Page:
Performance of photonic devices critically depends upon their efficiency on controlling the flow of light therein. In the recent past, the implementation of plasmonics, two-dimensional (2D) materials and metamaterials for enhanced light-matter interaction (through concepts such as sub-wavelength light confinement and dynamic wavefront shape manipulation) led to diverse applications belonging to spectroscopy, imaging and optical sensing etc. While 2D materials such as graphene, MoS2 etc., are still being explored in optical sensing in last few years, the application of plasmonics and metamaterials is limited owing to the involvement of noble metals having a constant electron density. The capability of competently controlling the electron density of noble metals is very limited. Further, due to absorption characteristics of metals, the plasmonic and metamaterial devices suffer from large optical loss. Hence, the photonic devices (sensors, in particular) require that an efficient dynamic control of light at nanoscale through field (electric or optical) variation using substitute low-loss materials. One such option may be plasmonic metasurfaces. Metasurfaces are arrays of optical antenna-like anisotropic structures (sub-wavelength size), which are designated to control the amplitude and phase of reflected, scattered and transmitted components of incident light radiation. The present review put forth recent development on metamaterial and metastructure-based various sensors.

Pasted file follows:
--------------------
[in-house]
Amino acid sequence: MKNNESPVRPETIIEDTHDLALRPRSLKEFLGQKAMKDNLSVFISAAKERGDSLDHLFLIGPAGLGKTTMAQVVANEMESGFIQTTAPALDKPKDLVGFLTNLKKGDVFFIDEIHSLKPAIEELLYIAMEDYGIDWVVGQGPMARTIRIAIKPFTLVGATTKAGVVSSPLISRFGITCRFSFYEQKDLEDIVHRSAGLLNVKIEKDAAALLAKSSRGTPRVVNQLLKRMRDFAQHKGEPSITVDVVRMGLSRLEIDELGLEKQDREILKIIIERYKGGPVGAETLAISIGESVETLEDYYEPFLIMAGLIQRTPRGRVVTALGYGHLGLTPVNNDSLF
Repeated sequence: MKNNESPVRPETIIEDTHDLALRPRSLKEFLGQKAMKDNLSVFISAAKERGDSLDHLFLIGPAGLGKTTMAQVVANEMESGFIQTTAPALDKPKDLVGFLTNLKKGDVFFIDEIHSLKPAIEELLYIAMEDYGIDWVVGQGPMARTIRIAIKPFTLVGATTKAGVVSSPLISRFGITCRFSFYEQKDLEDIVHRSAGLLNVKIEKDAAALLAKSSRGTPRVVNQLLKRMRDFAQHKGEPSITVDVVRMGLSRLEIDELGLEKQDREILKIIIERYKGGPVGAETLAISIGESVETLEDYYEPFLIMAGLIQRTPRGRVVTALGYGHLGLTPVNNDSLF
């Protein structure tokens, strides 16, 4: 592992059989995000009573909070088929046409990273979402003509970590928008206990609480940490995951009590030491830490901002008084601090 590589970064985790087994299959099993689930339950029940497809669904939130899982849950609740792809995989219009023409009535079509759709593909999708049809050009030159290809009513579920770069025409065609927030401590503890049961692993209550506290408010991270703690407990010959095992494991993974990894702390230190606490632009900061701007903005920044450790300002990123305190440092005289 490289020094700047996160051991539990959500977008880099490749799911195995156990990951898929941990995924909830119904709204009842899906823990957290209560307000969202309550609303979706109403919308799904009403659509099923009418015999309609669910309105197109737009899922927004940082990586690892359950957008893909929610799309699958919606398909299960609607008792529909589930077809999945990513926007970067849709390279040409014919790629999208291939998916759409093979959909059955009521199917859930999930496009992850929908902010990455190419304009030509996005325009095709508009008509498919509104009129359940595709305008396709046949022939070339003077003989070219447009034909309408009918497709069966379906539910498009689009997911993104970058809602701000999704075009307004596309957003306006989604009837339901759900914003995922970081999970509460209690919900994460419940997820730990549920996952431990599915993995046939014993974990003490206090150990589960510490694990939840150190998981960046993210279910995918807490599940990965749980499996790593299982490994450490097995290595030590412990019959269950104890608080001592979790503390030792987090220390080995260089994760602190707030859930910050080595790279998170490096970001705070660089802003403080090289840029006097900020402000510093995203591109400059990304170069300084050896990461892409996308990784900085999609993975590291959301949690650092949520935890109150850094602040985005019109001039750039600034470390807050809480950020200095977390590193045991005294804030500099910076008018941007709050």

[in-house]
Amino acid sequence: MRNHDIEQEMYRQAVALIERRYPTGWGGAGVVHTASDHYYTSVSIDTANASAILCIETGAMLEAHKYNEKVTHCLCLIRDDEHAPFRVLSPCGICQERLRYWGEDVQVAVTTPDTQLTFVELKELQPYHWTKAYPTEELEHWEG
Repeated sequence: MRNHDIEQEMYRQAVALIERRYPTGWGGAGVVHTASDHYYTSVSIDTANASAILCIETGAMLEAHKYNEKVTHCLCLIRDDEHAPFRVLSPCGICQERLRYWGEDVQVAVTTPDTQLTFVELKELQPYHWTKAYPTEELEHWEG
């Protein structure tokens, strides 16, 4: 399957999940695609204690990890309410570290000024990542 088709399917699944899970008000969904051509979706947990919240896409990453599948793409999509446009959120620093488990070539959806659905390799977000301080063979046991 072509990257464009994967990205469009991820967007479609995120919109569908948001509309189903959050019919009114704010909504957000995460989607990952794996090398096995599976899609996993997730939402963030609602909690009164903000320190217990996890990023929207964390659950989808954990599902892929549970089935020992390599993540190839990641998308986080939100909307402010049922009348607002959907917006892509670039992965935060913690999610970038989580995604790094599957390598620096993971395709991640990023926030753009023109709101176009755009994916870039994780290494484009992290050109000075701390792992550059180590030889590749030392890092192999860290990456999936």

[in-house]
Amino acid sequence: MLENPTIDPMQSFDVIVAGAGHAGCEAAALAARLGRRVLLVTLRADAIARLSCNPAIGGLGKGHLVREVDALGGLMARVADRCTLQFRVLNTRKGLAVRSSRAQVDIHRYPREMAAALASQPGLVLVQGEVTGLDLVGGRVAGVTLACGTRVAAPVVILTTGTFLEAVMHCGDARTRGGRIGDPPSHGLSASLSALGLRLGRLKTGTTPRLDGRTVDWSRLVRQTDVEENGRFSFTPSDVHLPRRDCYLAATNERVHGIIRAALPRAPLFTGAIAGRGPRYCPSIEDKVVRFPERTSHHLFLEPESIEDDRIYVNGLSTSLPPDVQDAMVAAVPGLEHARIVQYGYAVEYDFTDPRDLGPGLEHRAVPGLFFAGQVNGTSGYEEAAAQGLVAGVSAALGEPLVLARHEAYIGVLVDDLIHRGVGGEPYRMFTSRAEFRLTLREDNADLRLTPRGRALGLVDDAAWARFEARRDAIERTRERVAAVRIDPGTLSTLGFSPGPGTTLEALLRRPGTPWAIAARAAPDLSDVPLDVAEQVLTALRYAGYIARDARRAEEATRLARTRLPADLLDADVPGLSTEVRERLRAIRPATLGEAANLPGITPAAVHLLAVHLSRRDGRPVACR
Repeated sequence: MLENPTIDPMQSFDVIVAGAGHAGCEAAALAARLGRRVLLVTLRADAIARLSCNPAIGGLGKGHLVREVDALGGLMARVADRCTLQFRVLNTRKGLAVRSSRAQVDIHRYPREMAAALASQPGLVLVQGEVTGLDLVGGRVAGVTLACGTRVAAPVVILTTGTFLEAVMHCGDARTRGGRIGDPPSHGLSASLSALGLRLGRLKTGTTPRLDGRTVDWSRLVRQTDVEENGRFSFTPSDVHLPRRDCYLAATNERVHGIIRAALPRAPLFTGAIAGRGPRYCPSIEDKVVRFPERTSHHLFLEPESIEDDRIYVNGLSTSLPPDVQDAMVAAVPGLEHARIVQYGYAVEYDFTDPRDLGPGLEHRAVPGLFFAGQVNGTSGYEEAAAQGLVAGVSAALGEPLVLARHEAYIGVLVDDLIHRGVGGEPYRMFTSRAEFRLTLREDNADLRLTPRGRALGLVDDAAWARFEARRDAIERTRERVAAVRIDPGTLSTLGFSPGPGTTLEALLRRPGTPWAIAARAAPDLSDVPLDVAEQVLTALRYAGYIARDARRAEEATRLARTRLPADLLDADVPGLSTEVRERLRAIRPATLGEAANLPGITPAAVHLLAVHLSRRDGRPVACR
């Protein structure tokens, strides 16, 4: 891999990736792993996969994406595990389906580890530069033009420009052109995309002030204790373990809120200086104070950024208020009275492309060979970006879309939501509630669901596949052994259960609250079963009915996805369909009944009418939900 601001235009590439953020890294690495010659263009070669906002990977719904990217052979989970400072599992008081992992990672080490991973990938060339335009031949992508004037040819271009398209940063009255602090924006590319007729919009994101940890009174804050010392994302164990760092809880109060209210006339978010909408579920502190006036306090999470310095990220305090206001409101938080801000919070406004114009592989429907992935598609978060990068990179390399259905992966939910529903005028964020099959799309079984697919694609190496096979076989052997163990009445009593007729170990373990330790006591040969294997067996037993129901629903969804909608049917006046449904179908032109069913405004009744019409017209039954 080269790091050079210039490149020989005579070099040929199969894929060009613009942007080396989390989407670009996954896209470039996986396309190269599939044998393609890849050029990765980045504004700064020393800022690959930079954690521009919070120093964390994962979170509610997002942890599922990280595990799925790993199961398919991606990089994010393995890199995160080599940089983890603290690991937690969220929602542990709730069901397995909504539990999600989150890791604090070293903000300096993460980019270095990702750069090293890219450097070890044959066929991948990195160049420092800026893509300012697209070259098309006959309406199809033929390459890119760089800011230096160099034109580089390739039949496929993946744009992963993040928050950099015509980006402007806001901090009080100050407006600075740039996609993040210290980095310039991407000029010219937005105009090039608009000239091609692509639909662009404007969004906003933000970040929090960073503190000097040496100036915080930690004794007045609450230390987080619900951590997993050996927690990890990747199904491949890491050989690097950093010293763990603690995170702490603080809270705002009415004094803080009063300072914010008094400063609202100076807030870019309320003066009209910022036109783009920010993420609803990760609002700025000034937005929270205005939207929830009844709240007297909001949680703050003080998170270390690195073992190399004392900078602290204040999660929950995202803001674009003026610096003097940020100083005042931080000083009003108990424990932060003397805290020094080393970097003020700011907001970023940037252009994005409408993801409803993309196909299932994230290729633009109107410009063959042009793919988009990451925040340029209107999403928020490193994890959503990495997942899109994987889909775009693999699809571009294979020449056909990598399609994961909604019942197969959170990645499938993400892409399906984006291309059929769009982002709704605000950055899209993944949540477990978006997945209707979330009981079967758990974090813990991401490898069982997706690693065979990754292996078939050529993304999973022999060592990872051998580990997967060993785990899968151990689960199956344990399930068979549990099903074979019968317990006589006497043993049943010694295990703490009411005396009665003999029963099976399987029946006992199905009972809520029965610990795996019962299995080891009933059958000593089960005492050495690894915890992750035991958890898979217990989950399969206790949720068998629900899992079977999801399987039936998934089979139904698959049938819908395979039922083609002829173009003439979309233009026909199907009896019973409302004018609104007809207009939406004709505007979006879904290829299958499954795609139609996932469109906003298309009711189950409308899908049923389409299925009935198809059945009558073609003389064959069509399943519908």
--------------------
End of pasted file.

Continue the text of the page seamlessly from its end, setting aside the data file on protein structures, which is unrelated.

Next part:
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Fall 9-13-2022



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